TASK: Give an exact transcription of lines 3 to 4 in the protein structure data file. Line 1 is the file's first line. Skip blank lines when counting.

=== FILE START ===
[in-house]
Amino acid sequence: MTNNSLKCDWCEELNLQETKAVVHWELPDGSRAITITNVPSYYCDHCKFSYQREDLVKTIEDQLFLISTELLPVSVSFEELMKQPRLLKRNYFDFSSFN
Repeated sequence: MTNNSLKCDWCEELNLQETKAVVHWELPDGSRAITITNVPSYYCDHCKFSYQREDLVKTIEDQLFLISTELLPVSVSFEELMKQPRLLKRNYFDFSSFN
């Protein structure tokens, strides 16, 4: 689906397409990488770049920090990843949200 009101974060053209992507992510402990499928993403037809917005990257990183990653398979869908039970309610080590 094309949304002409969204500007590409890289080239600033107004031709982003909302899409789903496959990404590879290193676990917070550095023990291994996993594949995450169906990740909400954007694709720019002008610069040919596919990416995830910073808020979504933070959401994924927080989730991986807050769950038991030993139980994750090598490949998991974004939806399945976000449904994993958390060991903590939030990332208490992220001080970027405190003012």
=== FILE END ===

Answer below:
Repeated sequence: MTNNSLKCDWCEELNLQETKAVVHWELPDGSRAITITNVPSYYCDHCKFSYQREDLVKTIEDQLFLISTELLPVSVSFEELMKQPRLLKRNYFDFSSFN
């Protein structure tokens, strides 16, 4: 689906397409990488770049920090990843949200 009101974060053209992507992510402990499928993403037809917005990257990183990653398979869908039970309610080590 094309949304002409969204500007590409890289080239600033107004031709982003909302899409789903496959990404590879290193676990917070550095023990291994996993594949995450169906990740909400954007694709720019002008610069040919596919990416995830910073808020979504933070959401994924927080989730991986807050769950038991030993139980994750090598490949998991974004939806399945976000449904994993958390060991903590939030990332208490992220001080970027405190003012």